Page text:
A complete list of the most consumer-popular ingredients from A-Z. This list offers a description on each ingredient, its halal status compiled by the most up to date information.
In our everchanging world, many different religions and cultures have become integrated and mixed. Catering to these changes many establishments have adapted to suit the needs of the masses. In regards to halal meat, cuisine and related products, there are a wide range of establishments available to the public around the world for your Halal-consumer needs.
For a substance to be halal, it must not contain alcohol of any kind. However, there is a difference drawn between the addition of alcohol to foods which is absolutely forbidden, and the small quantities that naturally become present - such as orange juice. Except for grape wine and grape juice (which must be manufactured under Jewish supervision),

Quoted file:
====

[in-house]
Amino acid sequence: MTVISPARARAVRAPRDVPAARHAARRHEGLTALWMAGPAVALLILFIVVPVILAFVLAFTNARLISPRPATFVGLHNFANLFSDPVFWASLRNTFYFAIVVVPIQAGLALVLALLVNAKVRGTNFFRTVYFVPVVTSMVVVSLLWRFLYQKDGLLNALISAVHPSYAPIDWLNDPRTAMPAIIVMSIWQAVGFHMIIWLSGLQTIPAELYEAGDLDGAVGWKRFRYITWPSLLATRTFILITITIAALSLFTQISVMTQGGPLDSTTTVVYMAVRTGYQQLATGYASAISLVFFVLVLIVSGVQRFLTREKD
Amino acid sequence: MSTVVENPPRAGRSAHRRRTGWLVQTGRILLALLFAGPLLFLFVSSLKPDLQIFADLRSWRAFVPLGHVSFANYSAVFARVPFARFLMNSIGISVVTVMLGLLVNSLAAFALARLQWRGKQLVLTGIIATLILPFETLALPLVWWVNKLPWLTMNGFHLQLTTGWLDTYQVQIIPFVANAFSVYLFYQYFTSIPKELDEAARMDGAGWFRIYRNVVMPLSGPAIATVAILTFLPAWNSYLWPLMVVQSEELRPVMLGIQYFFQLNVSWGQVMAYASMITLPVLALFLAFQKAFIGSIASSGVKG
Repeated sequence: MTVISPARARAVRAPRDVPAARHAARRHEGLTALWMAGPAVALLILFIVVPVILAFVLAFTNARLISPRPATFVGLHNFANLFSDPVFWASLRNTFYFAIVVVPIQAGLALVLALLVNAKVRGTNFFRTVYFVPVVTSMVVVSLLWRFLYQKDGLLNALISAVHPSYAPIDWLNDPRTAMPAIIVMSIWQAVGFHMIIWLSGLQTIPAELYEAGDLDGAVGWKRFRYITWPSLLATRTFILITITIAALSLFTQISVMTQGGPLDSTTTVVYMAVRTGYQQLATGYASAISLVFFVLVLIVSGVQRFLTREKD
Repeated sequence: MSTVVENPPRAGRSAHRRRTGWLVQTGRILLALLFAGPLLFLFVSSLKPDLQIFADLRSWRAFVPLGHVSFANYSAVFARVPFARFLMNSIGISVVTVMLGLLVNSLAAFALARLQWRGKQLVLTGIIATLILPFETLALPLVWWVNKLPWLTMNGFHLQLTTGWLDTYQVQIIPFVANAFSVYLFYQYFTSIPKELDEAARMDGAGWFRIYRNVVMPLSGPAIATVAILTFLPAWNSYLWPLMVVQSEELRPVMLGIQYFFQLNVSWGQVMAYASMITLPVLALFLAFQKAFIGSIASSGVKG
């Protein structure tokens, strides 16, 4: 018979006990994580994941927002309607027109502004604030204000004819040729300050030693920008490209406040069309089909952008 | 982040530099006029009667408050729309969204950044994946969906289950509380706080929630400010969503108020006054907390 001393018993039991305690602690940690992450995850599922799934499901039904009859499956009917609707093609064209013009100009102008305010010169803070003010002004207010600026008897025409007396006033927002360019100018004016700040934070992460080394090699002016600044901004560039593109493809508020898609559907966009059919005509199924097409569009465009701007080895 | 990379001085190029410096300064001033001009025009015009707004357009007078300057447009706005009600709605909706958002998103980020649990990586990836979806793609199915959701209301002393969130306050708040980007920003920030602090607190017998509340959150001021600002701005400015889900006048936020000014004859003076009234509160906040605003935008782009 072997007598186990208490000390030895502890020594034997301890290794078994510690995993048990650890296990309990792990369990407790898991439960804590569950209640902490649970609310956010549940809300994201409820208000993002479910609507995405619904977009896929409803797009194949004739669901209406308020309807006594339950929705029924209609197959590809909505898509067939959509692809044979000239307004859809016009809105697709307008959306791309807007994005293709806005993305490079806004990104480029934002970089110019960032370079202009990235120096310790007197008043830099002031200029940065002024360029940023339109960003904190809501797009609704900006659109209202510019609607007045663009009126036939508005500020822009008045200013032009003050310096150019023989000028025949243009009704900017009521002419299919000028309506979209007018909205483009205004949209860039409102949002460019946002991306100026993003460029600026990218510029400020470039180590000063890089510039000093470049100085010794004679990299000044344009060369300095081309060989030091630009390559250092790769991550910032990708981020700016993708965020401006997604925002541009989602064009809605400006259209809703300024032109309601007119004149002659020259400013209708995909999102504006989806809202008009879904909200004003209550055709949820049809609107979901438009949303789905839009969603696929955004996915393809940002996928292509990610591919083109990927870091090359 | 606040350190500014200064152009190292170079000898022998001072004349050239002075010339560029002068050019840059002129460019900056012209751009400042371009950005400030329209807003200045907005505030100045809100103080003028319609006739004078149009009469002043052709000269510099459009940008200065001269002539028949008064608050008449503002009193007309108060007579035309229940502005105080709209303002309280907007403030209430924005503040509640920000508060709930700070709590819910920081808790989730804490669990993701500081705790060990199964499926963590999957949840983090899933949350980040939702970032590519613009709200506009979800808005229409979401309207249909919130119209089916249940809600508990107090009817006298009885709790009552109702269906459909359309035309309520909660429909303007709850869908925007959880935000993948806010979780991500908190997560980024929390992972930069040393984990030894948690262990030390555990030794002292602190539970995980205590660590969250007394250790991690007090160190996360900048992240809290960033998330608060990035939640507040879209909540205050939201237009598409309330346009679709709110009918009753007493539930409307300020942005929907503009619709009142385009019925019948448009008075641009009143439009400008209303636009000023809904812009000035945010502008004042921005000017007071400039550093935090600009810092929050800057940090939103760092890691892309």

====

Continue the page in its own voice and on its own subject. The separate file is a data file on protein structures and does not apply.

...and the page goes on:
Answer: Mono and diglycerides are types of fat that are used to prevent water and oil from separating. They are found in a wide variety of products including baked foods, peanut butter, margarine, and shortening. Mono and diglycerides come from animal or vegetable sources. When they come from vegetable sources, they are Halal. When they come from animal sources, they may be Haram. More information is needed to find out if they are Halal. If the mono and diglycerides come from an animal that is slaughtered according to Islamic law (Zabihah), and the preparation that follows is Halal, then they are Halal. Halal consumers should avoid products containing mono and diglycerides unless they are labelled as 100% vegetable mono and diglycerides.